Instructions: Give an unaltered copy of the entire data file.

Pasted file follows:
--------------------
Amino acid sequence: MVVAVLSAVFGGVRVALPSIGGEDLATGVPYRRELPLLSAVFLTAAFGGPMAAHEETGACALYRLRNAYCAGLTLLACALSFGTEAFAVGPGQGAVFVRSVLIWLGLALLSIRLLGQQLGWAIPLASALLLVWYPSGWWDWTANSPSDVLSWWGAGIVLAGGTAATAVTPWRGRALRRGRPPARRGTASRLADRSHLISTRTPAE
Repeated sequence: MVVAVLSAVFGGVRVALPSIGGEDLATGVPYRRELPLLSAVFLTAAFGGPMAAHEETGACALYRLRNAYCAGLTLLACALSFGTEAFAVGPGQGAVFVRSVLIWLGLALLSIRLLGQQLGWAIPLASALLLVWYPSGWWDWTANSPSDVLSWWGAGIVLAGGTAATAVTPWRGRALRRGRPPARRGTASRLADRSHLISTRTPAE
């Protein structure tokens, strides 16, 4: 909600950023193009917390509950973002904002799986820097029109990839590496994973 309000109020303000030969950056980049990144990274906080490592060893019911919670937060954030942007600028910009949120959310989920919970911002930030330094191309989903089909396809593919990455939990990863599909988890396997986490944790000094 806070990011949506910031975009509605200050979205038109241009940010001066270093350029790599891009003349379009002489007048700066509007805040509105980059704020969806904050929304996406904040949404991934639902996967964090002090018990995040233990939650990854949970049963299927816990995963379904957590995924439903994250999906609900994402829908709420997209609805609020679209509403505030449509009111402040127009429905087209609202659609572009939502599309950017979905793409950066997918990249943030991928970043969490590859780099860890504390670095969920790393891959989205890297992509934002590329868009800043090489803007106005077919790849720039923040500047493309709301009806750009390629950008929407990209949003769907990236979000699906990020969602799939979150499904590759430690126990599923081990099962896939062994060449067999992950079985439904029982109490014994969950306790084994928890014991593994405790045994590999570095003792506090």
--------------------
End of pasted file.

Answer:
Amino acid sequence: MVVAVLSAVFGGVRVALPSIGGEDLATGVPYRRELPLLSAVFLTAAFGGPMAAHEETGACALYRLRNAYCAGLTLLACALSFGTEAFAVGPGQGAVFVRSVLIWLGLALLSIRLLGQQLGWAIPLASALLLVWYPSGWWDWTANSPSDVLSWWGAGIVLAGGTAATAVTPWRGRALRRGRPPARRGTASRLADRSHLISTRTPAE
Repeated sequence: MVVAVLSAVFGGVRVALPSIGGEDLATGVPYRRELPLLSAVFLTAAFGGPMAAHEETGACALYRLRNAYCAGLTLLACALSFGTEAFAVGPGQGAVFVRSVLIWLGLALLSIRLLGQQLGWAIPLASALLLVWYPSGWWDWTANSPSDVLSWWGAGIVLAGGTAATAVTPWRGRALRRGRPPARRGTASRLADRSHLISTRTPAE
């Protein structure tokens, strides 16, 4: 909600950023193009917390509950973002904002799986820097029109990839590496994973 309000109020303000030969950056980049990144990274906080490592060893019911919670937060954030942007600028910009949120959310989920919970911002930030330094191309989903089909396809593919990455939990990863599909988890396997986490944790000094 806070990011949506910031975009509605200050979205038109241009940010001066270093350029790599891009003349379009002489007048700066509007805040509105980059704020969806904050929304996406904040949404991934639902996967964090002090018990995040233990939650990854949970049963299927816990995963379904957590995924439903994250999906609900994402829908709420997209609805609020679209509403505030449509009111402040127009429905087209609202659609572009939502599309950017979905793409950066997918990249943030991928970043969490590859780099860890504390670095969920790393891959989205890297992509934002590329868009800043090489803007106005077919790849720039923040500047493309709301009806750009390629950008929407990209949003769907990236979000699906990020969602799939979150499904590759430690126990599923081990099962896939062994060449067999992950079985439904029982109490014994969950306790084994928890014991593994405790045994590999570095003792506090």